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Newark Daily Advocate Newspaper Archive: January 5, 1889 - Page 1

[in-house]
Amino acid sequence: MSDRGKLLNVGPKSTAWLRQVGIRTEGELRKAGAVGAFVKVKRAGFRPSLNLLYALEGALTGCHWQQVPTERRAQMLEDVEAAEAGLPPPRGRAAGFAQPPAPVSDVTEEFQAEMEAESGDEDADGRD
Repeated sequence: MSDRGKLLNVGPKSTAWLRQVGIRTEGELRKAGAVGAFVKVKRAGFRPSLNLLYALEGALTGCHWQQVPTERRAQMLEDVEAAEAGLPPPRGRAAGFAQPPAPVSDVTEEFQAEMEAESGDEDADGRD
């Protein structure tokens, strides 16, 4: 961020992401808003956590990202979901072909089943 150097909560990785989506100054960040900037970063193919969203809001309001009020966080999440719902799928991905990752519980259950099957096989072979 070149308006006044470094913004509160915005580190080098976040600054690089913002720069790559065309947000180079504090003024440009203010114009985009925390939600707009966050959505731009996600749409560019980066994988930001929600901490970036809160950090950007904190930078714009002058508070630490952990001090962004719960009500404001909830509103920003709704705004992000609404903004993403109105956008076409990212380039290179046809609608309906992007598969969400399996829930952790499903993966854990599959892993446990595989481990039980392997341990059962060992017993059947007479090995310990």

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   Newark Daily Advocate (Newspaper) - January 5, 1889, Newark, Ohio                               NEWARK DAILY ADVOCATE VOLUME III. 13 Centt Per NEWABR, OHIO, SATURDAY, JANUARY 5, 1889-SIX PAGES. (Single 1 8 CenU. I NUMBER 57 Important Items Gathered at the National Capital, TARIFF BILL PROSPECTS. Senator AMIsim Thinks That the Senate the Mills BUI Will Eventu- ally Fussed By Both Treus ury Statement for the Past Mouth. Notes. WWWISOTON, Jan. Senator Allison -Jays that the senate substitute for the Mills bill will be adoptee by the senate and sent to the house by tha 24th of Jan uary The benatoi thinks that the bill is such a good one that it ought, to command the sup- port of the Demo- crats in the son- late. But, he says, whether they vote for it or not, it 1 QADED WITH WATER. A Boy Killed in a Most Extraordinary Mannei-. NEW OHLEANS, Jan. 5.-At noon Thursday Noah Stropp, a thirteen-year-old white boy. was killed at his father's home, on Lepage street. The manner of his death is most un- usual. All the rear portion of his skull was blown av.-ay by a charge of water fired from an old army musket, a relic of the war. The boy and his sister, younger than him- self, were playtng together in the kitchen. Securing an old musket which had not been fired for twenty-seven years, he unscrewed the barrel from the stock, filled the barrel with wator, and placed the muzzle end in ths fire of the stovo. Calling his little sister to, come and hear the water in the barrel boil, he leaned over and placed his ear to the >reech of the weapon. As he did so the explosion occurred and the boy was instantly killed, being thrown several feet away and having his head nearlj carried off. The barrel of the musket con taiued a charge which had been placed m 11 during the war. The boy was not aware ol this and was merely in search of fun. The TronMein Samoa Official Account of the Recenl Fighting There, W. B. ALUSON. friends to pass it, as there are no differences among the Republican senators which will hinder its success. The opinion among many of the promi- nent Democrats of the house is that if a bil should be presented to the house during the present session providing for a 50 per cent reduction on sugar, and a total repeal of the tobacco tax, it would pas-i. The sub-committee of the senate finance committee having in charge tho tariff bil will SOOB give a hearing to the ropresenta tives of the sugar and iron interests, rh sugar planters of Louisiana 'have sent a com mittee here headed by John Diamond t make nn argument against the bill as it now rtands It is said they are also opposed to the proposed bounty to be given to sugai producers. Mr Spreckles, the clebrated sugar planter, tt expected here, but he has made no arrange- ments to appear before the committee. 1 lie committee has been in receipt of a number of protests against the proposed bounty since it was announced in these dispatches that it bad been practically agreed upon. To pre- vent the repetition of this experience, the committee will keep as quiet as possible the other proposed changes in the bill until they are introduced in the senate. Benjamin Hopkins Pardoned Out of the Ohio Penitentiary, HE STARTS FOR HIS HOME. BRIEF RECORD OF EVENTS. .Senate and Hoime Proceedings. In the senate Mr. Sherman reported a reso- lution, which was agreed to, calling for all correspondence and information touching the recent occurrences in Hayti. A resolu tion was reported expressing disapproval of the connection of any European government with the construction or control of the Pan- ama canal The tariff bill was considered until 5 p. m.. when the senate adjourned. In the house the Nicaragua canal bill was passed, with several amendments regulating the issue of stock and disclaiming responsi- bility on the part ol United States. The resolution abolishing the call of states for the Introduction of bills on first and third Mon- davswas-calledup, and filibustered against after a debate on the rights of the minority. At 4 p. m. the house adjourned. Monthly Statement of tlie Treasury. WASHINGTON, Jan. The treasury de partment monthly statement for December, a net increase in the circulation dur ing that months of There was a decrease, ia round numbers, of one and a million dollars in gold coin, eight million and a quarter in gold certificates, and three millions and a half in National bank notes, and an increase of one quarter of a mill- ion ol standard silver dollars, three hundred thousand dollars in subsidiary silver, eight millions and three quarters in silver certifl- Mites, and about four million and a half in United States notes. The total circulation of the country on January 1 is placed at and in the treas- ury. _ _ Senator Hiscock's Silence. WASHINOTON, Jan. 5. Senator Hiscock and Senator Plumb have returned from In- dianapolis where they have been in consulta- tion with President-elect Harrison. Senator Higcock came on the floor of the senate shortly after his arrival. To a representative of the United Press he said that he had nothing to say about his visit to Gen. Harrison and that be would have nothing to say about it. Sen- ator Plumb said: "I did not discuss matters political with the president-elect. I simply went and s.xid goo.l day to him and went out again." _ Congressman Lalrrt Improving- WASHINGTON, Jan. Representative Laird, of Nebraska, is much bettor. News has been received at the capital ot the congressman's safe arrival at liis home in Hastings, Neb. His condition his improved very materially during the past week, and while he is still in a decidedly disorganized condition he is on the highway to recovery. As soon as he has had a good rest raid an op- portunity to drink in the healing air of northern Nebraska he will be permitted by his doctors to return to Washington. Call on tne President. WASHINGTON, Jan. The delegates to the colored Catholic convention now in ses don here, called at the executi i> mansion yesterday afternoon, and paid tbe.r respects to the president. R. L. Ruffl.i, a colored delegate from Boston, the dele- gates, first presenting Father Tolton, of Quiucy, 111., the only colored Catholic priest in America, to the president. Senator Cofce Will Be Be-Elected. WASHINGTON, Jan. 5. When the attention of Senator Reagan, of Texas, was called to a telegram, saying that there was opposition to the re-election of his colleague, Senator roke, he said: "That is all nonsense. Seua- Coke will be re-elected without opposi- tion." _ The State Department at Washington Makes Public tlic Correspondence Re- ceived From Vice Consul ttlooklock a< Placed in Very By Her Representative. WASHINGTON, Jan. 6 state depart ment has made public some correspondence received from Vice Consul Blacklock, al Apia, Snmoan island, relating to the trouble; between natives there. The correspondence is a brief record of events that came undei Mr. Blacklock's observation between Novem ber 7 and December 3, in which he mentions skirmishes and lighting between tlw 31 itaat'a and Tamasese people in the interior almost every day during the latter part Novem- ber. The groat fight of the month occurred on November 30, but it was a drawn battle, each side losing thirty or forty man. On December 1 and 8, the latest dates cov ered by the correspondence, the battle was renewed, but with what result is not stated. On November 10 Consul Blacklock proposed to the German and British consul that the representatives oE Germany, Great Britain and the United States ordered the riva chiefs and their forces to return to theii homes, and to suspend native governmenl until they could hear what the three govern- ments had decided on. The British consu' agreed with Mr. Blacklock, that the only way to restore peace in the country was tc divest TamaaeSB and Brandois, the rival chiefs of their power, but the German con sill refused to entertain such a proposition, and said he must continue to recognize Tamasebe as king. s Notes. The senate pension committee has reported favorably a bill to pension the widow of the late Commodore Samuel H. Bakur, U. S. N. Mr Butler has introduced in the senate a bill to authorize the board of county com- missioners of Whitman, W. T., to issue bonds, and to build a county house and jail. Senator Turpie has presented to the senate the petition of the United States Eyeless Pen- rioners association, praying that artificial eyes be furnished to eyeless pensioners of the late war. The senate has authorized its committee on private land claims to investigate the cir- cumstances connected with the bringing suits to set aside Mexican private land grants in California. Mr. Chandler has introduced in the senate resolution authorizing the heirs of Bear Admiral Charles H. Baldwin to receive a gold snuff box, adorned with diamonds, from CMT of Russia, A Dinner to John Wanamaker. NEW YOKK, Jan. dinner was given in honor of Mr. Johr Wanamaker at the Union .League clul last night, by Mr. Logon C. Murray, president of United States Na- tional bank. The guests present were Hon. Levi P. Morton Stephen B. Elkins. Cyrus Field, Jesse Seligman, Theodore Roosevelt, Horace Russell, H. A. Ar mour, Fred. Grant Whitelaw Reid, El liottF. Shepard, Gen George E Dodge, Sigourney W. Fay, Will iam Walroiis, Rev. J. R. Paxton, Thomas Rutter and James, D. Smith. The gathering was purely social in character. Only Eighteen and a Trlgamlst. NEW YORK, Jan. McAllister is the name and eighteen years the age of an ignorant and good looking girl in Brooklyn who -was Thursday discovered to be a trigamist. It was to her, she said, having never learned that there were laws against it. She says when driven from homf three years ago she married Joe Hinck. He deserted her, and while in Providence, R. I. looking for him she met and married Johi Dooley. He proving to be a boy, anc unable to support her, she left him, cam< back to Brooklyn, where she made the ac quaintance of John McAllister, to whom she is now wedded.______________ li-onglit It Out With Their Fists, DEsMo'NES, Iowa, Jan. Valeria Jasper county, two miners, Ed Cain and John Gallagher, quarreled on Wednesday and agreed to settle their dispute according to London jirue ring rules, with their fists. They fought torty-six hotly contested rounds both fearfully punished. Cain was unable to come to time for the forty-seventl round, and the fight was awarded to Galla gher.________________ Vire in a Cotton Cargo. CHARLESTON, S. C.. Jan. fire ir the cotton cargo of the steamer Chancelloi yesterday damaged. bales. The cargc is discharged. The loss is not ascer H covered by insurance. FRESH FROM THE WIRES. News in Brief From All Parts of Country. Smallpox: has broken out at North Solon. Ohio The cotton bagging trust at St Louis waa a failure. A large catunount was captured in Picka- way county, The first spike on the Kentucky Midland railroad was driven yesterday at Frankfort David Irwin, nged one hundred and fifteet years, died on the 3d inst., near Waseka Minnesota Military organizations are urging that th publication of the war records be speedilj completed. George K. Duckworth has secured a con trolling interest in the stock the Gran hotel, at Cincinnati. Mr. Elaine's friends are inclined to believ that he will not go to Indianapolis Opin ions differ about the matter. Rev. Fielder Israel of Salem, Mass., com mitted suicide by cutting his throat with razor while temporarily insane. A boiler in the hoop factory of Col. Job Ashford, at Clinton, N. C., exploded, in stantly killing Col. Ashford's two sons and c colored man, and fatally injuring Col. Ash lord himself. ____ Weather Indications. Bain, nearly stationary temperature, brisl to high northeasterly winds, backing fe northerly. His Memory Has Been Affected By Hli Confinement, and His Physician Sayi That His I.lfe Has Been Shortened Bj the Delay of His Pardon- The Sick Mai Interviewed. COLUMBUS. O., Jan. Hop kins' pardon warrant came in the morning mail yesterday, and arrangements wen at once made to taki the ex-Fidelity ban! vice president t< Cincinnati. Mr Hopkins had beer feeling very mud Rejected on the un necessary delay a' the non-arrival o1 his pardon froir Washington, anc BUNJAMIN HOPKINS, when Warden Coffli handed tlu- document to the ex-vice presiden of the defunct Fidelity bank, all he could Saj was: "Come at last." At 3 o'clock in th afternoon he left with his son Charles fo his home in Cincinnati. The paper reads as follows: "I, Grover Cleveland, president of th United States of America, to all to whom these presents shall come, greeting: Whereas at the February term, 1888, of the Unite States district courb for the southern distric of Ohio, Benjamin E. Hopkins was convicted of embezzling and misappropriating the funds of a National bank, and was sentenced to seven years and ten months' imprison ment in the Ohio penitentiary at Columbus and, whereas, the condition of this convict is such, as appears from examinations recently made, that the question is presented as tc whether he shall die in prison or at home and as to whether he shall spend his few re maining days among friends, and regardless of any other consideration connected with the case, and on the above mentioned grounds alone, I Grover Cleveland, president of the United States of America, in consideratioii of the premises aud divers other good and sufficient reasons, me thereunto moving, dc hereby grant said Benjamin E. Hopkins ful' and unconditional pardon. In testimonj whereof I have hereunto signed my nanu and caused the seal of the United Slates tc be affixed. Done in tha city of Washington December 30, 1888, -md the year of independ euce of the United States, the one hundred and thirteenth. "CJROVEn CLEVELAND, President. "T. F. BAYARD, Secretary of Stale." Hopkins was received April 18, Three operations have been performed 011 him, re suiting in a total UBS of pounds of fluid Since the last, performed on Tuesday, he has gained two inches in the waist. Hopkins chatted pleasantly with a re porter, and said: "I feel exhilarated at thf thought of reaching home so soon. I am glad now that I was committed to the peni- tentiary. Had I remained in the Hamiltoi county jail I would have been under the sot to-day. Warden Coffin, by kind attention, has prolonged my life. The day has come when I must be at peace with all man kind. I am too near the -brink of the to cherish any animosity. At best I cannot live three months." Hopkins'memory is affected. He does no' know the day of the week or when he was committed. Ho thinks that he was tappec last time a week ago, when really it was oiilj on Tuesday last. Assistant Physician T. C. Morton says his life has been shortened from worry over the non-arrival of his pardon, which resulted ir non-assimilation of food. Hopkins dined on oyster soup, after whicl he took a short nap. His son Charles at- tended to all of the necessary arrangements for the journey home. The trip from the prison to the depot was made in Warder Coffin's private carriage. Hopkins at Home. CINCINNATI, Jan. Benjamin Hop kins yesterday evening at 7 o'clock crossec his family threshold probably for the last time until he is carried out a corpse. The train resached the Central depot in this citj at 5-.55, being on time. It had been whis pered about the depot that Hopkins would arrive, and several hundred commuters laid over to get a glimpse of the noted ex-pris- oner, but all were disappointed save a few railroad hands and depot employes. The Cincinnati hospital had been telegraphed to send an ambulance to the depot to receive Hopkins, and when the train arrived, a cov ered wagon, poorly adapted by the way, foi conveying an invalid like Hopkins over the rough'stretts, was in waiting at the express entrance near John street. The crowd'at the depot was not informed of this fact, and were disappointed at not seeing Hopkins at When the train arrived Charley Hopkins alighted, and, hastily inspecting the ambu ence, returned to the chair car, and, as sisted by a Iriend, bore his father from the coach to the ambulance, a few steps. Hop- cms walked with a painful limp, resting his arms on the shoulders of the men on eithei side of him. While proceeding toward the ambulance he raised h's face once, glancec about him and said in a pitiful voice: Where is Addie? Where is Jessie? L there no one here to meet He then dropped his head, and was lifted into the ambulance, where, instead of a com- fortable couch, there was a rough, hard bench on which Hopkins sat. With his son and e reporter bearing him up, Hopkins was driver to his home. The family were looking for the one whc had been absent for eight months; in fact, 8 royal reception greeted Hopkins, which was very pleasing to him. When the ambulance backed up against the the curb, in front of the co-rfortable three-story hoxise, there was a cheery appear- ance even on the outside. From every win- dow shone a light. The front door was open, and two young ladies, Hopkins' daughters, stood on the sidewalk, while the good wife was standing up on the steps leading to the front door. During the ride from the depot to his home Hopkins complained considerably of the jolting, and frequently would utter a sup pressed cry of pain. He was doubtless in great misery. The ainbulence moved slowly and occasionally Mr. Hopkins would looh out and inquire, "Where are But when the conveyance finally backec up in front of the residence, the invalid' face brightened, and an expression of joy manifested itself on his countenance when h beheld his two daughters standing with out- stretched arms, ready to receive him, an the mistress of the family greeting him a the entrance with a smile. Hopkins was Ufted from ambulance to side- walk and before his attendants had an opppr tnnityto proceed to the front door with their charge a pair of loving arms were ca ressing him. "How do you do, then a kiss, and "How do you do, and another ca- ressing kiss. Then Hopkins was led up te the front doo-, where he caressed his wife. Kisses followed from the other children, and the unfortunate man's heart must have been full of emotion. Slowly he was led through the hall to sitting room and once more in the f amilj circle, a free man, Ben Hopkins fell in e chair, gave way to a sigh of relief, and reclinin? his head against a support, closed his ej'es in repose. There were nc tears, no weeping. The family welcome could not have been more pleasing. Wife and daughters all wore smiles, and each with remarkable self-possession, consid- ering the occasion, conducted herself in a way that must have made the moment i happy one to Hopkins, despite his fatal mal ady. One daughter was noticed to relieve herself of a tear, but she turned aside, dried it, and reappeared smiling and looking happy After reclining in the chair a few mo- ments, Mr. Hopkins opened his eyes, and with his old-time, familiar urbanity, invited the reporter to take tea with him, insisting on it. But the invitation was thankfully declined, and Mr. Hopkins bade the man a cordial good-night After a lunch, was led up-stairs and was soon slumbering The Haytian Insurrectionist Buys a Navy CONSISTING OP ONE BOAT. The Iron Steamship Madrid Now tying; In the Brooklyn Harbor Will Be Fitted Oul For His Sensational Storj of Insult" Offered Americans at Port-an- Prince Denied. NKW YORK, Jan. rumor that Hip- polyte, the Haytian insurrectionist, making Situation ID It Is Now More Serious Than Eve] In Its History, RESISTING EVICTIONS. Despernle Fighting Takes Placo at Falca nagli, County Donegal, In Which a Policemen are Peopl< Frozen to Death in For eigii News.. DUBLIN, Jau. worlt of evicting tenants was resumed at Falcanagh, Conntj Donegal. The evictors found the house of a man named Doogan barricaded and defendec by a score of men, armed with rifles, and en trenched behind the walls of the house Loopholes had been made in the walls, frou which the besieged could fire upon the sol- diers. The men inside the house refused tt surrender even when the priests added theii eiitreanes to the commands of the magis trate. Accordingly the riot act was read and soldiers made ready to fire upon the houso when the magistrate stopped them anc granted the defenders of the place an houi for reflection. Finally Doogan agreed tc abandon the use of rifles if the soldiers woulc not shoot, but would not surrender. Thet the and police made an attack upot the house and a desperate (struggle ensued. After ihe attacking party had been repulsec several tunes, the priests persuaded Doogsn to surrender and he and were taken into custody. During the fight an inspectoi was badly wounded. During the fighting between the evictori and defender yesterday a dosen policemer and bailiffs were injured. One of the de- fenders had his jaw fractured and anothei was badly hurt by Tjeing buried beneath ths ruins of the barricade; which the storming party How the Fighting Effects England. LONDON, Jan. violence of the re- sistance made against the evictions in County Donegal, involving fighting more desperate than any heretofore witnessed in Ireland, has created a great sensation hers and raised the question in the minds of many persons hitherto in favor of wholesale evic tions whether the government's course wil! not really be productive of more harm than good. Of course, the government's adher- ents are quite as indifferent to the sufferings, or even the slaughter of the bailiffs as they are to whatever disaster may befall the ten- ants, but the feeling of abhorrence whict has already sprung up in the breasts of the more compassionate of the English voters bids fair to work injury to Conservative prospects at future elections. Mr, T. P. O'Connor's Star expresses the opinion that the present situation in Ireland is more serious than at any time since the passage of the land act of 1881. "It is quite evident, from the recent report made by the Irish land the Star Irish matters have taken an entirtiy new phase. The old land commission has disap peared, and instead we have a body in whicb the Tory land agent reigns supreme, declar- ing in favor of a produce rent, i. e., a rent based on the price of produce, pure and sim- ple, without the slightest regard to the yield. Thus the tenants are hopelessly deceived, and will probably now strike against paying the judicial rent." ________ Famine and Drought. SHANGHAI, Jan. terrible famine and drought are prevailing in the interior. In the province of Shantung the crops have been entirely destroyed by. the overflow oi the Yellow river. Judge Denny, the American adviser of the king of Samoa, has returned from Seoul. He says his mission has been entirely success- ful. Coreau affairs are in a critical state. many People Frozen to Death. LONDON, Jan. 5. Russian advices saj that at Ekaterinburg, in the district oi Perm, 175 persons were frozen to death or December 27. There is great destitution and suffering among' the people. was efforts, through agents in this city, to buy e steamer which he could transform intc a man-of-war, took material form yes terday when it was announced that iron steamship Mad' now lying in Ithe Erie basin, in gooc condition and ready BKN. HIPPOLYTE. for active service, had been sold for The Madrid is an iron screw steamship, regis tering 861 tons burden, is about two hundred and twenty-five feet in length, draws four- teen feet of water loaded, and has engines ol 400 horse power. Her hull is of iron plating, clinker built, and her main deck and uppei works are of wood. She is a three-inasted schooner rig vessel. Efforts were made to keep the sale secret, but the fact leaked out that a prominent firm of ship brokers doing business with northern Hayti and in sympathy vrfto Hip polyte were mixed up with the transaction George P. Cunningham, of Winthrop, Cun ningham Company, 80 Wall street, New York, agents of the owners, said the sale was made through Samuel Holmes, a broker ol No. 130 Front street. "We expected to make the sale ourselves, and a firm of merchants interested in Hippolyte have been wanting to get hold of her for the past month, but had not yet decided to buy of me. When 1 heard of the sale yesterday I strongly sus pected that the boat was wanted for the Haytian rebels." One of the owners said that when Holmes announced to him that the boat had been sold and was asked to name the purchaser, he said: "Never mind, she is sold and I have a certified check for the purchase money.' The owners have. not yet discovered who purchased the boat. "If a heavy gun was fired on her deck I would not want to be on her, It would surely wreck said a gen- tleman who Was asked what sort of a man- of-war the Madrid would make. It was further said that her boilers were very poor, that the amount she had sold for was un- known, and that her former owners would probably not receive more than foi their share. At another place it was said that the price paid was and that this was part ol the deposited in" this city by Dr. Neumour Augusts agent of Hippolyte, be- fore he sailed for France. Mr. Holmes, who negotiated the sale, was not found at his office and his representatives refused to give any definite information, but vaguely hinted that the report of the sale was correct and that the vessel was intended for Hippolyte. The general opinion among shipping mer was that somebody had made a good thing out of the transaction and that Hippolyte has made a very poor bargain. The vessel will be transferred as soon as possible to hej new owners, whose names will appear on custom house transfer register. This transaction accounts for the detention of much of the arms and ammunition thai were to be sent out by the Clyde steamshij Ozema. They are undoubtedly intended foi the armament of the Madrid, which will probably take on a crew somewhere in the neighborhood of Turk's island, being taker there by a crew from this port. The published story about American resi- dents being imprisoned and maltreated at Port-au-Prince is untrue. The entire colony at Port-au-Prince consists of six persons. AN IMPORTANT SUIT Filed In the States District Court at St. Paul. CHICAGO, Jan. Herald special from St. Paul says: One of tuo most important cases that has been filed in the (Jnited States' district court for many years was recorded late last night. The United States has com- menced an action against the Northern cific Kailroad company which involves mil- lions of dollars. It is charged that ever since the road hua been built, about 1800, it has been trespassing upon government land along the line, de- nuding government timber lauds and causing irremediable loss and damage to the govern- ment and its constituents. These encroach- ments were made upon lands and timber do- mains in various parts Idaho, Washington territory, Montana and Minnesota. The suit promises to be a prominent one in the history of great government cases. Tha UNION VETERAN LEGION. great importance of the case is not merely in the amount involved as a pecuniary dam- age, but lies in the interest to the states at large in having so much of the timbered de- main divested of that for which it was chiefly valued. Organize a New Encampment at Den- Night. Encampment No. 33, of the Union Vet- eran Legion, was organized at Denison, 0., last night. Thirty seven chatter members were mustered in. National Comn-ander A. L. Pearson, Adjutant General Join H. Short, and E. F. Seamon, Cf. M. O, from headquarters at PitteburR, were present. After the installing ceremonies, the old comrades and their ladies entertain- d the national officers in grand style in the shape of an elegant banquet at the Hotel Uovey. No one not a member of the U. V. L. can understand the pleasure and satisf.iction the old boys have at one ot these gatherings Pearson and stall left for Pittsburg on the midnight train, followed to the by the camp and their ladies. The old veterans are leaving the G. A. E. by the hundred, on account of the G. A. B. action on the pen- won legislation. The "U. V. L." and the "U V. U ate solid on the per diem bill, while the G. A. E. supports the dependent or pauper bill. These ;facts, together with other matters in connection with the G. A. R., will soon deplete the ranks of the G. A. E. and add to the membership of the U. V. L. and U. V. U. V. The Financial Outlook at the Be- ginning of the DUN COMPANY'S REPORT. Frank F. Kibler. Col. Cnarles H. Kibler received a die- A Hopeful Feeling Notwithstanding Retarding Influence of the Unreasonable Winter Weather Which Prevents the Usual Distribution of Many Products. A Year's Failures. NEW YORK. Jan. G. Dun Com- pany's weekly review of trade says: The DIVER ASPHYXIATED. Foreign Notes. It is generally believed that Stanley, not Emin, is the "White Pasha." It is announced that Prince Bismarck will return to Berlin on Thursday next. Twelve persons have been drowned by floods in Italy which are now extending tc Bastia. The betrothal is announced of Prince Will- Jam, of Baden, to Princess Marie, niece oi the grand duke of Baden. Two summons were served upon Mr. Will- iam O'Brien yesterday for conspiracy, to in- duce non-payment of rents. M.M. Christies and Mijatov-ich have re- signed from the Servian ministry. A new cabinet will shortly be formed. The German emigration for the year 1888 was against in 1887. The bulls of the emigration was to America. Seven persons were drowned in the Lud- wig canal at Neurimberg, Bavaria, yester- day by the breaking of the ice upon whicfi they were skating. Dispatches from Berlin and Vienna state that a profound sensation has been created in those cities by the publication of the Mo- rier-Bismarck correspondence. Carl Lumboltz. the Australian explorer and writer, has sailed for New York from Copenhageh on the steamer Thingvalla. He will deliver lectures on his travels while in America. King Milan and the crown prince win shortly go to the Riviera aiuLatay some tame. The Servian cabinet will be appointed upon the king's intern. M. Petronlweni has beer appointed Servian minister to Austria, Another life Lost at the Scene of the Iberia Wreck. NBW Jan. Jame; W. Woods, a diver in the employ of the Merritt Wrecking eompany, at Stapleton, was drowned yester- day while at work in the wreck of the steamer Iberia, which was sunk off Kocka- way beach recently by the Cunarder Umbria. Woods was clad m the usual diver's dress and shortly after making the descent pulled vigorously on the signal rope that led from the steamer to the wreck. It was found im- possible to hoist him out and as soon as possi- ble one of the men on the steamer got into a diving apparatus and descended to the dis- tressed man's assistance. Woods was dead when, after considerable difficulty, he was got clear of the wreck and hoisted to the sur- face. It is supposed that the air pipes connected with the diving suit became entangled so that the current of fresh air was stopped, suffocating Woods. A reporter called last night at the headquarters of the Merritt wrecking company, at Stapleton, but the employes were very reticent and refused to explain whether the unfortunate diver or some one on the steamer was responsible for the accident. Woods was forty-eight years of age and a native of California. He was an experienced diver and had been in the employ of the Merritt Wrecking company for a year or more. new year opens with no important change in business prospects. A hopeful feeling every- where prevails, and at the samp time the nature and extent of retarding influences are more clearly recognized. Prominent among them are the unreasonable weather which prevents the usual distribution of many pro- ducts; the disposition of farmers to hold' back products, speculative reports having created a hope of much higher prices, and the widespread disturbance of trade by rail- road wars and discriminations. The unusually open winter too makos it difficult to get products to market, and is especially disturbing to the great lumber trade of the northwest. Railway agree- ments do not stop the discri'. .ination of which merchants in most of the western towns are complaining, whiles the ol stockholders were chilled by news of cutting in western passenger rates within one day after the new compact took effect. In spite of this influence reports of the condition of business are generally favorable. The growth of manufacturing at many western points is a notable feature, and especially in the gas region and at points in northern Illinois and Iowa. Merchants generally reckon up a large increase in amount of bus- iness last year, though toward the close tha movement was disappointingly slow. The tardiness of collections, due in differ- ent sections to short or late crops, to yellow fever, to mild weather, or to retarded dis- tribution or marketing, is also a matter of general complaint. At many cities the record of building showa a surprising increase, especially at the west, and in Philadelphia the buildings erected were more than in 1887. The present state of trade is generally quiet, even more than is usual for the season, but the money markets, though usually well supplied, have a better demand at Philadelphia, Cleve- land, Detroit, Milwaukee, Omaha and Sioux City. The volume of currency, practically un- changed during December, is now 000, only below the largest; ever recorded, that of November 1, a year ago it was in July, 1888, only and in July, 1880, only During the past week the treasury has taken in half a million more than it has paid out, and the Bank of England statement loads to the belief that now money may be drawn from this side. But the merchandise exports for the past month from New York have exceeded those of the previous year 1.0 per cent., against an increase of 3.5 per rent, in imports, which would indicate an excess of in exports over imports for the month. The course of the stock market thus far has disappointed those who looked for rapid advance; prices average fifty cents PIT lower than a week ago, and reports of rate- cutting have a bad influence. There was serious fear ol extensive strikes on western roads, but latest dispatches indicate that all difficulties have been adjusted. Speculative markets have not been active, excepting for lard, which has declined half a cent. Coffee is three-quarters of a cent higher, wfth sate of bags. Cot- ton steady with sales of SIWjOOO bales, and wheat unchanged with sales of bushels for the week. Corn is bait a cent lower and oats nearly one cent higher. Crude oil is nearly a coiit lower, and refined twenty cents per one hundred gallons lower. The general tendency of prices is downward, and the ave'-agc 1.2 per cent. 1 r.voi- I iiaii De- cember 1, and 6 par ceiic. n'i ab the beginning of last year. At ohc uijni-st; point last year prices averaged less than V cent, above the opening; at the lowest point June 1% per cent, below ihe present lav-el. The enormous, output of iron still weakens the market, and while the pi-odn tion last year is believed to have been'iru.'i'JO gross tons, the deliveries of steel wore nrobably fifty thousand tons less than i.i o-ST, and patch last announcing the death of his brother, Capt. Frank F. Kibler, at 4 p. m., Friday, at his home in Hillsboro, 0. Mr. Kibler and his family have often vieit- ed here, where they have a large circle of friends. His last visit to his brother was in September. Mr. Kibler was a prominent citizen of Hillsboro and was a successful hardware merchant of that place. He was a member "f the 59th Keg- iment O. V. I., and was past 48 years of age. Col. Kibler and wife left this after- noon for Hillsboro to attend the funeral which takes place to-morrow. Attention. The several membeis of the Beneficial Association (6terbe Verein) are hereby re- quired ti appear at the yearly meet- ing in St. Patrick's Hall, over Ford Whesland's grocery store, West Mam street, between Third and Fourth streets, (3d on Sunday, January 6th, 1889, at piecisely 3 o'clock in the afternooon, or be fined accordingly. By order of the Directors, E. D. EVEBTS Sec. Burglars. Two attempts in the last week have been made to burglarize business places around the square; but the watchful eyes of our city police and force seared burglars away. The merchants feel proud of their protective force. MERCHANT. Notice. The W. C. T. U. meeting will be held Sunday afternoon at 4 o'clock, at the Y. M. C. A. rooms. Mr. Clarence Siegler will address the meeting. All are cordially in- vited. MBS. M. A. WMGBT, See. Dr. F. O. Jacob's dental office is in the Hibbert Schaus building, No. 2, second floor. I Notice. Parties owning property c n the1 following named streets: "Second stn et, n.iuiiiom the canal to the north line ol .North Park Place- Third street north from the canal to Church street; North Park Place, from Second street to Third street; South Park Place, from Second street to Third street; West Main street, west from Third street to Fourth street; East Main street, east from Second to First are requested to meet at Crane's Hall over Burner McCune's hardware store Tuesday evening, 8th inst., at o'clock p. m. 57-3t D The Two Indiana Contests. INDIANAPOLIS, Jan. in two elec- tion contests to that will come before the In- diana general assembly were filed with the secretary of state Thursday. Scott Ray, editor of the ShelbybiHe Democrat; will ask that he be given his seat on the ground that enough fraudulent votes were cast for his op- ponent to make up the plurality against him. In the house, Allen J. Payton, of Gibson, will ask to be seated because he alleges fraud- ulent votes were cast for his Republican op- ponent, Benjamin B. John._____ Railroad Superintendent Resigns. Jan. H. Kemball, superintendent of the eastern division of the Nickel-Plate, with his headquarters at Cleve- land, has tendered his resignation, taking effect at once. It is said that Mr. Kemball contemplates entering other business. It is rumored that William L. Blair, the chief General Superintendent Williams, will appointment. Public Printer. O N'T continue to suffer from the many ailments brought on by an impure state of the blood when Dr. OuyeoU's Yellow Dock and Saraaparilla will restore perfect health and physical strength. Use it, and you use the best blood purifier and tonic that medical sci- ence is able to produce-. It cures Scrofula, King's Evil, Erysipelas, Boils, Pimples, Sore Eyes, Pains in the Bones, Joint-aches, and Syphilitic Symptoms, Dyspep- sia, Jaundice, Costiveness, Salt- rheum, Weak Kidneys, Liver Com- plaints, Female Irregularities, Sick and Nervous Headaches, General Debility, Low Spirits, Loss of Ap- petite, Chronic and Constitutional Disorders, and as a tSpring and Fall Medicine, as a Cleanser and Re- newer of the entire system, Dr. Guysott's Yellow Dock and Sarsa- parllla is far better than any other remedy made. Another Candidate for SAN FBANCKCO, Jan. Z. Osborne, who has been urged for appointment as pub- gtrong support, _ penoa oi rame. about one million one hundred thoit rid tons less than the capacity of the mills. The annual statement of failures, showing that firms, or a trifle m jre in one in one hundred, went into baiikni.iccy in 1888, is on the whole especially eric